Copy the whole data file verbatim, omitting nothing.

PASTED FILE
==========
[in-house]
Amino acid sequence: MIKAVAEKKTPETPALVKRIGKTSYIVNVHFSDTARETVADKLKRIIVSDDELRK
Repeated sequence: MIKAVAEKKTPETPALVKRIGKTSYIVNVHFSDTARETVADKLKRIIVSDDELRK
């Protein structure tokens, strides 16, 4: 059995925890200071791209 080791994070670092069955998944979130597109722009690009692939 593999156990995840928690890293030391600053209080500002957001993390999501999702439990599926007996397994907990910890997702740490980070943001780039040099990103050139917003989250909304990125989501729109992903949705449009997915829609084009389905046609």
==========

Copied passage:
[in-house]
Amino acid sequence: MIKAVAEKKTPETPALVKRIGKTSYIVNVHFSDTARETVADKLKRIIVSDDELRK
Repeated sequence: MIKAVAEKKTPETPALVKRIGKTSYIVNVHFSDTARETVADKLKRIIVSDDELRK
């Protein structure tokens, strides 16, 4: 059995925890200071791209 080791994070670092069955998944979130597109722009690009692939 593999156990995840928690890293030391600053209080500002957001993390999501999702439990599926007996397994907990910890997702740490980070943001780039040099990103050139917003989250909304990125989501729109992903949705449009997915829609084009389905046609």